What’s the greatest lesson you’ve learned from your father?
Gil: For me, it’s him saying, “Never compromise your principles. If you believe in something and stand for something, then stick to it.” And he always says: “Time is gold. Don’t waste your time.”
Gary: Patience is another thing he’s especially good at. When you work with clients, you need to understand their needs and wants, and how you can marry your ideas with theirs. It can take a lot of patience, especially when you’re young and have ideas you want to push.
How would you characterise your design aesthetic?
Gil: Our dad is not an aesthetic designer, and that’s trickled down to us in the sense that we like to plan things from the inside out. We adhere to the idea that form follows function. Maybe that’s old-fashioned, but it works; it’s efficient and it gets the job done. What’s reflected inside is reflected outside.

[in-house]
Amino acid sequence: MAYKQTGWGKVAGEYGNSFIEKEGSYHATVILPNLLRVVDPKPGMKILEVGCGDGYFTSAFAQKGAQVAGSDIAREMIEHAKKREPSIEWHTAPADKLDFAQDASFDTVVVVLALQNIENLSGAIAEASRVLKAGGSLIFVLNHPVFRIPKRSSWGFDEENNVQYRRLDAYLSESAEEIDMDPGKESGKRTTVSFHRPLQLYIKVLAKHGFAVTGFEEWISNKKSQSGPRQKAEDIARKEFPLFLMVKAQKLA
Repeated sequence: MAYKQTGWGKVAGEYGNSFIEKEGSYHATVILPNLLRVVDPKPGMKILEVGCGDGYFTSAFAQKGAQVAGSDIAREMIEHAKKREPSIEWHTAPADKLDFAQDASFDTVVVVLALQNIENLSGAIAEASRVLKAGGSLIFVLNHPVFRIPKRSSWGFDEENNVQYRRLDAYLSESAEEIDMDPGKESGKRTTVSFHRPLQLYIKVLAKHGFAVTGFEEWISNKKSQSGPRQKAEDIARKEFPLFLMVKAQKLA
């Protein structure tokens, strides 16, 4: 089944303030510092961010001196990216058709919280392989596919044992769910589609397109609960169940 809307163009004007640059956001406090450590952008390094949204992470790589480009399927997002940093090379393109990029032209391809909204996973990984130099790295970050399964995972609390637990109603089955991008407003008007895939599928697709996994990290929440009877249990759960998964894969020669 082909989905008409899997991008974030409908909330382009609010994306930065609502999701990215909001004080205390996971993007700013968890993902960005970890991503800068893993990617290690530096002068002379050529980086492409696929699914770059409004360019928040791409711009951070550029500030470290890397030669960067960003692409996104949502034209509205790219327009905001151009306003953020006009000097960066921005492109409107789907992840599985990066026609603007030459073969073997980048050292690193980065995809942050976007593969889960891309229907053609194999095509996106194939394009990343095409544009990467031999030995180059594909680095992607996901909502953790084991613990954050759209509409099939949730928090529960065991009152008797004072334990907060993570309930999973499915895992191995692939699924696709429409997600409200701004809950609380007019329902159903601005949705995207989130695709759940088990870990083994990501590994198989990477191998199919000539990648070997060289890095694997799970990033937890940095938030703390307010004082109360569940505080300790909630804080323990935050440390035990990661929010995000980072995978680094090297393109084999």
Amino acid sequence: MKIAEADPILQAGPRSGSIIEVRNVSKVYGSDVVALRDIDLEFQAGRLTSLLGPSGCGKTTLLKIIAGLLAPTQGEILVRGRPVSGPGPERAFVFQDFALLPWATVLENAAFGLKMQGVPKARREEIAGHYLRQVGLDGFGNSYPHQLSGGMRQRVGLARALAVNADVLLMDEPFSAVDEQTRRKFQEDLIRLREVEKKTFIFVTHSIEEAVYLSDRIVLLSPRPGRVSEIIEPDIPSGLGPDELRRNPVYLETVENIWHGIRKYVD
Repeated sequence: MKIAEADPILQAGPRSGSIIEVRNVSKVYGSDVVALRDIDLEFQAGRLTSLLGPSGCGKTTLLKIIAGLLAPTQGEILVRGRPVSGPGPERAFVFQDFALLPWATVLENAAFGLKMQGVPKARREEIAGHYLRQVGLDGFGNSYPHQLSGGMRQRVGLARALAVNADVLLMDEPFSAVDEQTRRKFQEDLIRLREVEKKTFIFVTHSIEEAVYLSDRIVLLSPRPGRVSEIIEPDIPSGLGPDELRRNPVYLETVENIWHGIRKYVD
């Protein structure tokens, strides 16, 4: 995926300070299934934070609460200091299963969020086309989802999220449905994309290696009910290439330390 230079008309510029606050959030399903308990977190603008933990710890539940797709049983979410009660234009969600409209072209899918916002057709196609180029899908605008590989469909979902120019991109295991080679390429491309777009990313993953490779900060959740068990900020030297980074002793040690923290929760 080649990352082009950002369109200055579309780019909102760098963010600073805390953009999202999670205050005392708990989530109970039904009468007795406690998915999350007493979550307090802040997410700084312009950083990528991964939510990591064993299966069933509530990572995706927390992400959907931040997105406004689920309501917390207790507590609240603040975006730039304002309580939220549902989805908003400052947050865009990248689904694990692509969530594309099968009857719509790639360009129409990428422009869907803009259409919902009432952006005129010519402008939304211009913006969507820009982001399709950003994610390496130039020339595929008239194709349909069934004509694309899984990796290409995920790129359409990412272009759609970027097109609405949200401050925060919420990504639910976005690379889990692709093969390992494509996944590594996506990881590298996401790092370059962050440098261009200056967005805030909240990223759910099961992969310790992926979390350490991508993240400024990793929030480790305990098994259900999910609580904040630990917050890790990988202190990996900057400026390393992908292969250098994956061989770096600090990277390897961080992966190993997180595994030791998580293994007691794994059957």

Are there types of projects you prefer from a creative standpoint?
Gil: Personally, I don’t have a preference. I’ve been involved in office buildings, shopping malls, museums, and houses, and each has its own requirements in terms of how to go about it. The bigger key for me is finding the right client, one who understands your ideas and with whom you can communicate effectively and produce what needs to be produced.
Gary: From a construction standpoint, it’s easier to build office spaces. In residential, there are many areas to consider, whereas an office is mainly just an open space. You put the proper provisions and the tenant can do what they need with the space. It’s easier in terms of construction. But design-wise, we do office and residential, and it’s all very educational.